Craniopharyngiomas are rare tumors that arise in the suprasellar region of the brain and are known for their aggressive nature despite their WHO grade I. This is due to the complex neuroanatomy of the sellar/suprasellar region and their proximity to the optic nerve apparatus, hypothalamic–pituitary tract, and other critical neuroanatomical structures. Definitive treatment is based on a multidisciplinary approach and often involves a combination of surgical, radiation, and medical therapy. However, there is high morbidity associated with surgery and RT due to the complex neuroanatomy of this region. Recently, BRAFV600E somatic mutation has been identified in most papillary craniopharyngiomas. This discovery has led to the novel use of RAF pathway inhibitors to treat these tumors. We report the successful use of dabrafenib (BRAF inhibitor) and trametinib (mitogen-activated protein kinase kinase inhibitor) in the neoadjuvant setting followed by definitive stereotactic radiosurgery. We propose an algorithm based on available literature on the integration of targeted therapy in the management of papillary craniopharyngiomas. Our observations, together with prior case reports, advocate the incorporation of targeted therapy for unresectable craniopharyngiomas and reinforce that treatment with dual-targeted therapy is safe and effective.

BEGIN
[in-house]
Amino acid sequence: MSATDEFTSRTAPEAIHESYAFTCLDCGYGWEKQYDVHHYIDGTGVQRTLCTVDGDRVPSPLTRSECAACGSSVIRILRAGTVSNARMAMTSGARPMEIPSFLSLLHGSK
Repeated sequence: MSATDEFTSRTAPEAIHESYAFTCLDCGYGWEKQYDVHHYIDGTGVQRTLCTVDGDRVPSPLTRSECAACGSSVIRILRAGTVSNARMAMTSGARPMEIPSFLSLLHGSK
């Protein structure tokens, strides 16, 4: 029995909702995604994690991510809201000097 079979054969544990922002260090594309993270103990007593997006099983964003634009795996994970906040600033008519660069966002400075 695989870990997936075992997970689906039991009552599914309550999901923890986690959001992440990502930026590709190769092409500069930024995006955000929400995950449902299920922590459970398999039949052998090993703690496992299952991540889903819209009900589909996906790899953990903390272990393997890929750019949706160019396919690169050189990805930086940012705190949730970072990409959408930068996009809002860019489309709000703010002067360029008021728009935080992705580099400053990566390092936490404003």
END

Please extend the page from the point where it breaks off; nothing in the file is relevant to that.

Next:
|Number of pages||6|
|Journal||JNCCN Journal of the National Comprehensive Cancer Network|
|State||Published - Dec 2020|